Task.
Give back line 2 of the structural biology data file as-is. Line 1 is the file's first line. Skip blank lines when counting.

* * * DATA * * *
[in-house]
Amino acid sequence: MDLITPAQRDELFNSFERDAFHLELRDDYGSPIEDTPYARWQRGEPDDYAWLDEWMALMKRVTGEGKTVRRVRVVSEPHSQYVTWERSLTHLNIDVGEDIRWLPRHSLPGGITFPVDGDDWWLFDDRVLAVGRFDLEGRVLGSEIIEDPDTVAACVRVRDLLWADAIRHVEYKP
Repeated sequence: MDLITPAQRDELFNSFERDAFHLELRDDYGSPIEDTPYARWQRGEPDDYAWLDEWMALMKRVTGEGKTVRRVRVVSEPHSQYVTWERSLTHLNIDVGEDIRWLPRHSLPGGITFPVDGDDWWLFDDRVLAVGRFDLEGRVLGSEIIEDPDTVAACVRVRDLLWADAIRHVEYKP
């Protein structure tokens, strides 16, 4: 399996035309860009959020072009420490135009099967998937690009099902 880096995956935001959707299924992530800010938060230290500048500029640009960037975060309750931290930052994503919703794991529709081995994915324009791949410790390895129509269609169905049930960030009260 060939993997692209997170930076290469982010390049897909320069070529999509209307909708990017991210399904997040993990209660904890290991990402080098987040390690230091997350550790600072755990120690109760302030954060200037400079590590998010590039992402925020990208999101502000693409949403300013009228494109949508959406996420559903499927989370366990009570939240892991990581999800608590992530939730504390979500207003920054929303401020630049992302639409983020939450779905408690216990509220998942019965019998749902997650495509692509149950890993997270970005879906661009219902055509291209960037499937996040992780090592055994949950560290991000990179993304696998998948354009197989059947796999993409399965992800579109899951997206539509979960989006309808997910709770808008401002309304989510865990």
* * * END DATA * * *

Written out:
Amino acid sequence: MDLITPAQRDELFNSFERDAFHLELRDDYGSPIEDTPYARWQRGEPDDYAWLDEWMALMKRVTGEGKTVRRVRVVSEPHSQYVTWERSLTHLNIDVGEDIRWLPRHSLPGGITFPVDGDDWWLFDDRVLAVGRFDLEGRVLGSEIIEDPDTVAACVRVRDLLWADAIRHVEYKP